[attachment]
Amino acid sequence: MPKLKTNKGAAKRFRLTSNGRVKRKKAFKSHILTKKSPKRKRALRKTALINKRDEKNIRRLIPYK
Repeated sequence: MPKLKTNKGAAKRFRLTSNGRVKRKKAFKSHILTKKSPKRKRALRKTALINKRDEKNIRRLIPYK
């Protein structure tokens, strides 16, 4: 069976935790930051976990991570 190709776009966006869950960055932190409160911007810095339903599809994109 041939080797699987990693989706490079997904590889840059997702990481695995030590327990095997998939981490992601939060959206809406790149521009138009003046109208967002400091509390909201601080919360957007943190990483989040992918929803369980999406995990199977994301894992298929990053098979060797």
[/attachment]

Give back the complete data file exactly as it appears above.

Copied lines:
Amino acid sequence: MPKLKTNKGAAKRFRLTSNGRVKRKKAFKSHILTKKSPKRKRALRKTALINKRDEKNIRRLIPYK
Repeated sequence: MPKLKTNKGAAKRFRLTSNGRVKRKKAFKSHILTKKSPKRKRALRKTALINKRDEKNIRRLIPYK
């Protein structure tokens, strides 16, 4: 069976935790930051976990991570 190709776009966006869950960055932190409160911007810095339903599809994109 041939080797699987990693989706490079997904590889840059997702990481695995030590327990095997998939981490992601939060959206809406790149521009138009003046109208967002400091509390909201601080919360957007943190990483989040992918929803369980999406995990199977994301894992298929990053098979060797």